"Despite the heightened interest from the general public in air quality and cleaning protocol, FMs have been keeping people safe for years."
Lucy Jeynes of Larch Consulting
When the pandemic hit, organisations had to act quickly. Many months later, workplace and facilities management professionals have been tasked with reimagining workplace design and services provision.
Antony Wiltshire at Edelman: A few months before the pandemic we rolled out Office 365 and full collaboration using Microsoft Teams. We did several stress tests before lockdown began, deliberately closing the office and making everyone work remotely to iron out problems before we had no choice but to close.
We've pushed systems into the cloud and reduced reliance on office-located physical infrastructure. With staff returning we're now in a full hybrid environment and the office experience has changed forever.
Edelman’s workplace team is front and centre in conversations around the new space, working with architects and technology providers to envisage what's possible and create an environment that will serve us 10 to 15 years into the future.
Russell Wood at Dentsu: A Future Ways of Working Group, consisting of real estate, operations, communications, technology and HR directors, has helped communicate the introduction of hybrid working. Current thinking is to maintain a 60 per cent hybrid model policy so employees will only be able to book a desk three days a week.
Kellie Lord-Thomas at Amnesty International:
The organisation has just had approval to go hybrid from its senior management. The issue now is how best to introduce it globally. I’m not entirely sure where we're going to go with it – it might be that some teams are in more frequently, it might be the others probably once a month. It's going to be very much dependent on the role of the manager and the team’s output and delivery.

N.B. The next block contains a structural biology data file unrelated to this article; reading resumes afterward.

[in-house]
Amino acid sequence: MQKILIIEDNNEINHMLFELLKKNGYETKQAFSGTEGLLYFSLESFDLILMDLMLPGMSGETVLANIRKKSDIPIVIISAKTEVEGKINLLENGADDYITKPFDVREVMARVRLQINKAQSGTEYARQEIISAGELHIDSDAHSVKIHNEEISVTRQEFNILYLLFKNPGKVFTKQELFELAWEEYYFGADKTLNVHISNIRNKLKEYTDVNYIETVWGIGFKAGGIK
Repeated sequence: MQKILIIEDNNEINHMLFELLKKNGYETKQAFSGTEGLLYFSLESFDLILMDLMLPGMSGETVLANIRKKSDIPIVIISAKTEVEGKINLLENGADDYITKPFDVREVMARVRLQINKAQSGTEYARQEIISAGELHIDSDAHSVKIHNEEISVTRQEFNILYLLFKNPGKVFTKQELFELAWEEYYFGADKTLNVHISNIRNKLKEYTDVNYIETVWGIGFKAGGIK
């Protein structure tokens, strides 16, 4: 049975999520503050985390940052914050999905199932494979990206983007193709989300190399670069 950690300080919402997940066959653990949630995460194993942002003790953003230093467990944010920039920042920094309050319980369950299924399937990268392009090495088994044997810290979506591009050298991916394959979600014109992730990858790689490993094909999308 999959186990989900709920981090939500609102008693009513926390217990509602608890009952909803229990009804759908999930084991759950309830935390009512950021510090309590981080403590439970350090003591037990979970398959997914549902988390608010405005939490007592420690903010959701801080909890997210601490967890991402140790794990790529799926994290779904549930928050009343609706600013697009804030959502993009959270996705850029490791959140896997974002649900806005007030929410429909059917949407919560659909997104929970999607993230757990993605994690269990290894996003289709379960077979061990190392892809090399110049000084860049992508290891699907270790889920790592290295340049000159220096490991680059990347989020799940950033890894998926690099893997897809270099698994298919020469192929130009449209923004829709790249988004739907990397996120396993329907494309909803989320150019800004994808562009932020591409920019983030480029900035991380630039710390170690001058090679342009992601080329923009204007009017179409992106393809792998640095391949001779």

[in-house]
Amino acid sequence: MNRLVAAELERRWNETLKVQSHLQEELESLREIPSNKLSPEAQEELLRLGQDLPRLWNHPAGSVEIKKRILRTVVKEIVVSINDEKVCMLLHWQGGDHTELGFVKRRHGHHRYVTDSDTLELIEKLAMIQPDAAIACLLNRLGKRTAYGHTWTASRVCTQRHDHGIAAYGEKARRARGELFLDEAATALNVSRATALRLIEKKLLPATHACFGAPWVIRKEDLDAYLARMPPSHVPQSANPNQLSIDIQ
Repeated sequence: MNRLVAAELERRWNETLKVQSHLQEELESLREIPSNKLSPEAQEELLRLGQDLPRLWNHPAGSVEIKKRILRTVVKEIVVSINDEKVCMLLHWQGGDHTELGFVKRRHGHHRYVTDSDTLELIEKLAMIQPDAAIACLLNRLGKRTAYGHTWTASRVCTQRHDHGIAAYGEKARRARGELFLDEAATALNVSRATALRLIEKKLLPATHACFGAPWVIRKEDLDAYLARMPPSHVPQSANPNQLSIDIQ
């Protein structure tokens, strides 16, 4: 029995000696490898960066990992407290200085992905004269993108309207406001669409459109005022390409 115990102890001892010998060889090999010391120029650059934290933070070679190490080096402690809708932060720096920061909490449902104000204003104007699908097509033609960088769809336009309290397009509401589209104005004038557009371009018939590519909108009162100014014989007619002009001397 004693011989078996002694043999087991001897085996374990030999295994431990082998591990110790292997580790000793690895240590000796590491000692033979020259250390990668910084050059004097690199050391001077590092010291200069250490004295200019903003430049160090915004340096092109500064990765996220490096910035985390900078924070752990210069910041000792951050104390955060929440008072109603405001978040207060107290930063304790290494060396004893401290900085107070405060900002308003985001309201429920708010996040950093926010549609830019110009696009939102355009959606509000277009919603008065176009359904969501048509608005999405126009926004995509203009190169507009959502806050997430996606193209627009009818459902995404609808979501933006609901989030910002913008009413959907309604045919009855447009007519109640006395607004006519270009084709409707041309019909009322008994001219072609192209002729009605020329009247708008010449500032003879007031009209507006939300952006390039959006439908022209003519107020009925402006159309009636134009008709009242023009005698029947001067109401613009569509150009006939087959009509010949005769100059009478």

Obviously there are concerns about privacy in the home. What we really need is to be able to monitor, review and measure the performance of teams because one manager could say their team is working great, but really they just don’t want to come in because they're happy not commuting. We really need to set some boundaries, and understand how we're going to measure the effectiveness of it all.
The way the office environment is at the moment with such low numbers we know that's not sustainable. But we also know that not everyone is working to their maximum as they were when they were in the office.
Lucy Jeynes at Larch Consulting: Despite the heightened interest from the general public in air quality and cleaning protocol, FMs have been keeping people safe for years. FM has prepared for pandemics before. We already had on the shelf the protocol to increase cleaning of touch points. We already had hand sanitiser in the cupboard from the last time we thought we needed to have it on site. Given the need for end-users to understand their options, and to reassure them about their organisation’s commitment, FMs should be communicating to them what they are doing behind the scenes. Information might include what happens at night in a building, or details on how touch points and meeting rooms are cleaned.
Lord-Thomas: We're retaining social distancing for now but will reassess after Christmas. We've enhanced our cleaning hours during the day and focused purely on touch points. There are sanitary wipes to clean your desk at the start and end of the day. I don’t see the social distancing or desk screens staying. People will be coming into the office to be with others, either socialising or collaborating, so this habit will quickly drop.
Wood: Cleaning is more frequent, with a focus on touch points as there are too many desks to be cleaned after every user. Sanitary wipes will be available for employees to clean the workspace before and after use. Desks will be cleaned overnight.
Wiltshire: Cleaning is a priority and has increased, but the cleaners now focus on things that keep people safe rather than collecting crockery. We're not recirculating air, we've reduced the number of desks, spaced out workstations and created one-way systems. We've also introduced desk booking. But teams like to come together on certain days. The challenge is to find the right balance, to avoid saturation on Thursdays and a ghost town on Friday.
This article is based on interviews from the September-October 2021 edition of Facilitate, with the theme of the 'hybrid workplace'. Read the full edition here.